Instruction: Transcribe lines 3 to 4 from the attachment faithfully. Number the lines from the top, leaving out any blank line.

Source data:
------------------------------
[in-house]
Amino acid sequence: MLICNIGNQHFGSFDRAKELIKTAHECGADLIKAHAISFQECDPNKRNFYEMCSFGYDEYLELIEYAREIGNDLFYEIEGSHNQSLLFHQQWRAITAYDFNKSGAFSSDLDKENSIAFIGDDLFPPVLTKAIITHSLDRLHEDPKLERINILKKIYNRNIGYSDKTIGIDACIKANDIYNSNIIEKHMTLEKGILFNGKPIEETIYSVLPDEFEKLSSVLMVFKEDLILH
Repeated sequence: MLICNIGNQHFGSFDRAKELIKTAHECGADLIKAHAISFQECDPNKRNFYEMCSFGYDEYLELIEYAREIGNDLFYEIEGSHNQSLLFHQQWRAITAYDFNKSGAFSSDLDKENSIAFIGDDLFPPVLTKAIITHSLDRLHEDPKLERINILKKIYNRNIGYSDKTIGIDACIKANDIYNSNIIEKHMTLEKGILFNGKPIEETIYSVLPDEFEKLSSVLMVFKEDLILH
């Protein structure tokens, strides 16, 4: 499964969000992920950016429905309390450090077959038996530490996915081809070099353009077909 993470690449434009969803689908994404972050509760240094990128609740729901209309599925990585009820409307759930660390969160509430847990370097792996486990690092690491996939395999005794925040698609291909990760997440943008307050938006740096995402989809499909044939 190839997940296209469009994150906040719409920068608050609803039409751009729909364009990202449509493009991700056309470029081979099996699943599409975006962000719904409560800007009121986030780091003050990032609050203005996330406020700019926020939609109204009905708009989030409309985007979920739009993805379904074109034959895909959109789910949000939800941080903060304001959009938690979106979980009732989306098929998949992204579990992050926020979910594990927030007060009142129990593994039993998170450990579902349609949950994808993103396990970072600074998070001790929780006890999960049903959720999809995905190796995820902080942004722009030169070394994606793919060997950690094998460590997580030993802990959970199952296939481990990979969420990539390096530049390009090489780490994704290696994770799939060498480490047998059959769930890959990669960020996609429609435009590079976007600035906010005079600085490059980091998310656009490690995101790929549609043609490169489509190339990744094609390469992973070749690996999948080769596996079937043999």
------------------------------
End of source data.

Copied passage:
Repeated sequence: MLICNIGNQHFGSFDRAKELIKTAHECGADLIKAHAISFQECDPNKRNFYEMCSFGYDEYLELIEYAREIGNDLFYEIEGSHNQSLLFHQQWRAITAYDFNKSGAFSSDLDKENSIAFIGDDLFPPVLTKAIITHSLDRLHEDPKLERINILKKIYNRNIGYSDKTIGIDACIKANDIYNSNIIEKHMTLEKGILFNGKPIEETIYSVLPDEFEKLSSVLMVFKEDLILH
């Protein structure tokens, strides 16, 4: 499964969000992920950016429905309390450090077959038996530490996915081809070099353009077909 993470690449434009969803689908994404972050509760240094990128609740729901209309599925990585009820409307759930660390969160509430847990370097792996486990690092690491996939395999005794925040698609291909990760997440943008307050938006740096995402989809499909044939 190839997940296209469009994150906040719409920068608050609803039409751009729909364009990202449509493009991700056309470029081979099996699943599409975006962000719904409560800007009121986030780091003050990032609050203005996330406020700019926020939609109204009905708009989030409309985007979920739009993805379904074109034959895909959109789910949000939800941080903060304001959009938690979106979980009732989306098929998949992204579990992050926020979910594990927030007060009142129990593994039993998170450990579902349609949950994808993103396990970072600074998070001790929780006890999960049903959720999809995905190796995820902080942004722009030169070394994606793919060997950690094998460590997580030993802990959970199952296939481990990979969420990539390096530049390009090489780490994704290696994770799939060498480490047998059959769930890959990669960020996609429609435009590079976007600035906010005079600085490059980091998310656009490690995101790929549609043609490169489509190339990744094609390469992973070749690996999948080769596996079937043999």